BK: According to your bio you are an expert/highly proficient in several martial arts and in wrestling while also being an accomplished student. How do you manage your time? How long did it take to sort of get your life routine down?

SC: Honestly, I am maxed on time at this point. Between school, training, acting, working out, and studying, I have worked over 100 hours a week since I was in the sixth grade. There is not really any more time, so I am focusing on what’s important only. I don’t sleep as much as most people. Someone may be more talented than me, but they cannot outwork me. My Dad has never let up on that idea, and has instilled it in all of us, all the way down to my youngest brother who is 10 years old. He’s also an amazing actor and is almost a scratch golfer in the fourth grade. It’s crazy.

BK: What’s your favorite movie? Who is your favorite actor?

SC: I think I am going to have to say The Matrix. I love the action, the creativity, and the meaning behind the film we are left to interpret. And I absolutely love Keanu Reeves.

BK: Outside of the martial arts and your developing acting career, do you have any other interests or hobbies?

SC: Directing is my next adventure. I directed my first student film and it won a national award out of thousands of entries. I love to be behind the camera as much as in front of it to be honest. And my hope is to go to UCLA or USC film school (although I am training with the Stanford University wrestling team this summer).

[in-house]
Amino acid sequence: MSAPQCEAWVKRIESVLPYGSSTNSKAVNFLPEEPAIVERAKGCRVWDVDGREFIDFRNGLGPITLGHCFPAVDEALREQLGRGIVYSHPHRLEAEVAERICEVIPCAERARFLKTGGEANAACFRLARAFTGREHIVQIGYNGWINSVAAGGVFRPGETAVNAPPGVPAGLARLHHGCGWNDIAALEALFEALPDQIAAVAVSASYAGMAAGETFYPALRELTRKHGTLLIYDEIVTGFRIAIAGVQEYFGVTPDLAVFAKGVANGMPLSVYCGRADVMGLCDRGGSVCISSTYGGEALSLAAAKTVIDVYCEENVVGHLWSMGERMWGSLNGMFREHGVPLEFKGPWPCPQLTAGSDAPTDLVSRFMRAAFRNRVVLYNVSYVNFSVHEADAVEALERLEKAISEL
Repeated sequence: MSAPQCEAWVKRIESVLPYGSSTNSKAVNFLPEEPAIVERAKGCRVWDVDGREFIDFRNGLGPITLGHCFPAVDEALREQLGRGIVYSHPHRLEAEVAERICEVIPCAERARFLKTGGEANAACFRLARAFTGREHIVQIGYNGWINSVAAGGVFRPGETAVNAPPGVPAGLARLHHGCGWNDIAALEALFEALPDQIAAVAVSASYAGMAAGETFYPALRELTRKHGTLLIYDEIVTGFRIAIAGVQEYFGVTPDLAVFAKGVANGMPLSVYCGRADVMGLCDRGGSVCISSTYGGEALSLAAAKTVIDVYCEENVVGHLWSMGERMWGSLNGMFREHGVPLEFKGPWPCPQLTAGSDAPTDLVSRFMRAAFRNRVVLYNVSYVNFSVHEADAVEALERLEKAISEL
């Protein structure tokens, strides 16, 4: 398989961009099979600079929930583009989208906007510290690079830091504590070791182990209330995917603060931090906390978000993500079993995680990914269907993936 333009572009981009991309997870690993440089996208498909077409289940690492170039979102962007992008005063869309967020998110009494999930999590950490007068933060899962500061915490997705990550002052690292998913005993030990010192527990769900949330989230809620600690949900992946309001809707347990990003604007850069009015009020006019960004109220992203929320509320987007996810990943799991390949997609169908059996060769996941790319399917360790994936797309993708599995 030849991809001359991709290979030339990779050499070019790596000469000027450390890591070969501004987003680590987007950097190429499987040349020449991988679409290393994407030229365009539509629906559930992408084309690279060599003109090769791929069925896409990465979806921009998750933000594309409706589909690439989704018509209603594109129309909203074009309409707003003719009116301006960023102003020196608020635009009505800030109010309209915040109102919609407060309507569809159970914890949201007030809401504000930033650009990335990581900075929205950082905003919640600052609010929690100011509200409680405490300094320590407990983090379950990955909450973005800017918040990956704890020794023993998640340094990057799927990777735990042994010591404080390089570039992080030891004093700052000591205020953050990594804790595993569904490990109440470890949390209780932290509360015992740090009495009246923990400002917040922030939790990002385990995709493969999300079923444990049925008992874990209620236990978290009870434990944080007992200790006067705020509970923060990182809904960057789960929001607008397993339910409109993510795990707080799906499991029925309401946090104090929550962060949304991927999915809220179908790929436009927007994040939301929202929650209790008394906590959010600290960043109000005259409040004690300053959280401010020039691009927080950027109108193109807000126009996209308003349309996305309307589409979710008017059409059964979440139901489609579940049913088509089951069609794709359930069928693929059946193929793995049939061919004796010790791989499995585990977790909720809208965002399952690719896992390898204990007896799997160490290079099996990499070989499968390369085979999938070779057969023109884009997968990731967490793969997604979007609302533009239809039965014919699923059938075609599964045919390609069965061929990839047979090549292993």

BK: What do you hope to achieve as an actor?

SC: Honestly, it’s hard to say. Everyone lays awake and dreams about the future. I just do the work to put me in the best position to be successful, and there is just no way to know what that level of success might be. This film should be the first big opened door for me.

BK: Outside of The Martial Arts Kid 2: Payback, any other projects that you can tell us about?

SC: As I mentioned, I worked with Oliver Robins on Celebrity Crush. That was actually the first movie poster with my name on it, so I am very proud of that. I have worked on a couple of small films here in Florida, but I am just getting started. I have been reached out to recently regarding joining a television series, but nothing has been finalized with that.

BK: How did you get involved in tap dancing?

SC: Simply from musical theater. And the funny part was, as a fighter footwork is very important, so tap was actually easy for me to learn. I just had my first big tap solo in a school theater production last week. And tap has made me a better fighter for the same reason – footwork. Sort of strange, I guess.


BK: Where do you keep your championship belts?

SC: They’re actually in my Dad’s office for two reasons: the first is my family congregates in there quite a bit, and we keep family memorabilia in there. Second, my Dad has put so much time alongside me over the years sitting in those hot, smelly gyms. There’s just no way I could have accomplished half of what I have accomplished if not for him, and also my Mom. They are both amazing and support all three of us through thick and thin.


A very special thanks to Sage Croft for agreeing to participate in this interview and david j. moore for helping set it up.

Check out The Martial Arts Kid 2: Payback Kickstarter page here.

Check out The Martial Arts Kid Facebook page here and Instagram page here.

Check out Sage Croft’s Facebook page here and Instagram page here.